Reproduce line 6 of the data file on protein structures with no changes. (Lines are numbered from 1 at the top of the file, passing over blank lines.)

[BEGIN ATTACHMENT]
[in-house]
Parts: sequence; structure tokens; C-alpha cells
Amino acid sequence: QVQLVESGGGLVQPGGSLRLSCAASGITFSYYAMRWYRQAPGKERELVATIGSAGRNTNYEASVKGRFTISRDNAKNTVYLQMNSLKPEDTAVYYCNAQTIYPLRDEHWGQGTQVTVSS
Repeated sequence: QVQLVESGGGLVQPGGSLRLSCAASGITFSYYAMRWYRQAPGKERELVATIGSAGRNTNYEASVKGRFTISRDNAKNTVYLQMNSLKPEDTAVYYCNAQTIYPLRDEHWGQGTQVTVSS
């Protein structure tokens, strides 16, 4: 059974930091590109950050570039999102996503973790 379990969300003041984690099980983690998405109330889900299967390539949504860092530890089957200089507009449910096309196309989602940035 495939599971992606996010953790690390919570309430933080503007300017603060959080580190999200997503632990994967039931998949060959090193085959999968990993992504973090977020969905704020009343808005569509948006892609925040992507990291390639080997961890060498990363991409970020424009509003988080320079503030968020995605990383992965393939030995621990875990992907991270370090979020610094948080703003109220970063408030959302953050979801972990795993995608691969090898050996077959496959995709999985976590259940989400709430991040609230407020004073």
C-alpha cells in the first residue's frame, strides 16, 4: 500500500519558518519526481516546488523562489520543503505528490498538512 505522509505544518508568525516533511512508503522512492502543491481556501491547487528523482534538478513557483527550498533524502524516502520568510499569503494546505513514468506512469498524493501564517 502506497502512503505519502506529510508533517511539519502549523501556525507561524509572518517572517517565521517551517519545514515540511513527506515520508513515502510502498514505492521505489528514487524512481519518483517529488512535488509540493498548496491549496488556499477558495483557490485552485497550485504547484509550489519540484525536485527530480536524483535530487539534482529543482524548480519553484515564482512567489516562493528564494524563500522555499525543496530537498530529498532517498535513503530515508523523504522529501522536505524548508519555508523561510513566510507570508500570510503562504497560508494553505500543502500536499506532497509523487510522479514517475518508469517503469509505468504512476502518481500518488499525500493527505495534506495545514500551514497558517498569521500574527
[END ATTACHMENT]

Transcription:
C-alpha cells in the first residue's frame, strides 16, 4: 500500500519558518519526481516546488523562489520543503505528490498538512 505522509505544518508568525516533511512508503522512492502543491481556501491547487528523482534538478513557483527550498533524502524516502520568510499569503494546505513514468506512469498524493501564517 502506497502512503505519502506529510508533517511539519502549523501556525507561524509572518517572517517565521517551517519545514515540511513527506515520508513515502510502498514505492521505489528514487524512481519518483517529488512535488509540493498548496491549496488556499477558495483557490485552485497550485504547484509550489519540484525536485527530480536524483535530487539534482529543482524548480519553484515564482512567489516562493528564494524563500522555499525543496530537498530529498532517498535513503530515508523523504522529501522536505524548508519555508523561510513566510507570508500570510503562504497560508494553505500543502500536499506532497509523487510522479514517475518508469517503469509505468504512476502518481500518488499525500493527505495534506495545514500551514497558517498569521500574527